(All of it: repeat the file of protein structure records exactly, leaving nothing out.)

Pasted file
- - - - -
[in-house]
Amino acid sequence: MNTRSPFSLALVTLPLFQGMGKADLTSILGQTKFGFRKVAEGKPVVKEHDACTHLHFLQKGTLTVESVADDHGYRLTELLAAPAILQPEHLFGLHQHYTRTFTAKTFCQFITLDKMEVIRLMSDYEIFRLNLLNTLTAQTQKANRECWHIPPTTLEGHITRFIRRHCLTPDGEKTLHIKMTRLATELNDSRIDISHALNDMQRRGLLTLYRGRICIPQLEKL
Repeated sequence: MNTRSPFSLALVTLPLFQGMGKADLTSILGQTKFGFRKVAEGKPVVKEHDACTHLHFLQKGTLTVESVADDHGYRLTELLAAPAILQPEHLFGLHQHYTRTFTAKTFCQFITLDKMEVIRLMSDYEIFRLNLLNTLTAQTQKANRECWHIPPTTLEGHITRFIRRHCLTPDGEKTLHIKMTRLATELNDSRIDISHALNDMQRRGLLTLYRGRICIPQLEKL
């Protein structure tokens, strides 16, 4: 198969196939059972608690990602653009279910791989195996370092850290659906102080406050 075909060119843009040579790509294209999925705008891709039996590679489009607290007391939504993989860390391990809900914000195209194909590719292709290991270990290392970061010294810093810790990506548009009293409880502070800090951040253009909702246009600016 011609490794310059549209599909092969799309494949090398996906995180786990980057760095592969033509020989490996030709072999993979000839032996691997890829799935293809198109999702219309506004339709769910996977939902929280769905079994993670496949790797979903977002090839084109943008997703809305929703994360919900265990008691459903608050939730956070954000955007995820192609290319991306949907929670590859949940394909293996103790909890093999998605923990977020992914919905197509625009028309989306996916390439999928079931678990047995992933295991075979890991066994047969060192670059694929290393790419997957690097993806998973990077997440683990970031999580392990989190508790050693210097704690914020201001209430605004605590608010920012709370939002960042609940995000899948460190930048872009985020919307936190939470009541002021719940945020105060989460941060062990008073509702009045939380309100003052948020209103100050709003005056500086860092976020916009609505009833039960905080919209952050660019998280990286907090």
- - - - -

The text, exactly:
[in-house]
Amino acid sequence: MNTRSPFSLALVTLPLFQGMGKADLTSILGQTKFGFRKVAEGKPVVKEHDACTHLHFLQKGTLTVESVADDHGYRLTELLAAPAILQPEHLFGLHQHYTRTFTAKTFCQFITLDKMEVIRLMSDYEIFRLNLLNTLTAQTQKANRECWHIPPTTLEGHITRFIRRHCLTPDGEKTLHIKMTRLATELNDSRIDISHALNDMQRRGLLTLYRGRICIPQLEKL
Repeated sequence: MNTRSPFSLALVTLPLFQGMGKADLTSILGQTKFGFRKVAEGKPVVKEHDACTHLHFLQKGTLTVESVADDHGYRLTELLAAPAILQPEHLFGLHQHYTRTFTAKTFCQFITLDKMEVIRLMSDYEIFRLNLLNTLTAQTQKANRECWHIPPTTLEGHITRFIRRHCLTPDGEKTLHIKMTRLATELNDSRIDISHALNDMQRRGLLTLYRGRICIPQLEKL
């Protein structure tokens, strides 16, 4: 198969196939059972608690990602653009279910791989195996370092850290659906102080406050 075909060119843009040579790509294209999925705008891709039996590679489009607290007391939504993989860390391990809900914000195209194909590719292709290991270990290392970061010294810093810790990506548009009293409880502070800090951040253009909702246009600016 011609490794310059549209599909092969799309494949090398996906995180786990980057760095592969033509020989490996030709072999993979000839032996691997890829799935293809198109999702219309506004339709769910996977939902929280769905079994993670496949790797979903977002090839084109943008997703809305929703994360919900265990008691459903608050939730956070954000955007995820192609290319991306949907929670590859949940394909293996103790909890093999998605923990977020992914919905197509625009028309989306996916390439999928079931678990047995992933295991075979890991066994047969060192670059694929290393790419997957690097993806998973990077997440683990970031999580392990989190508790050693210097704690914020201001209430605004605590608010920012709370939002960042609940995000899948460190930048872009985020919307936190939470009541002021719940945020105060989460941060062990008073509702009045939380309100003052948020209103100050709003005056500086860092976020916009609505009833039960905080919209952050660019998280990286907090």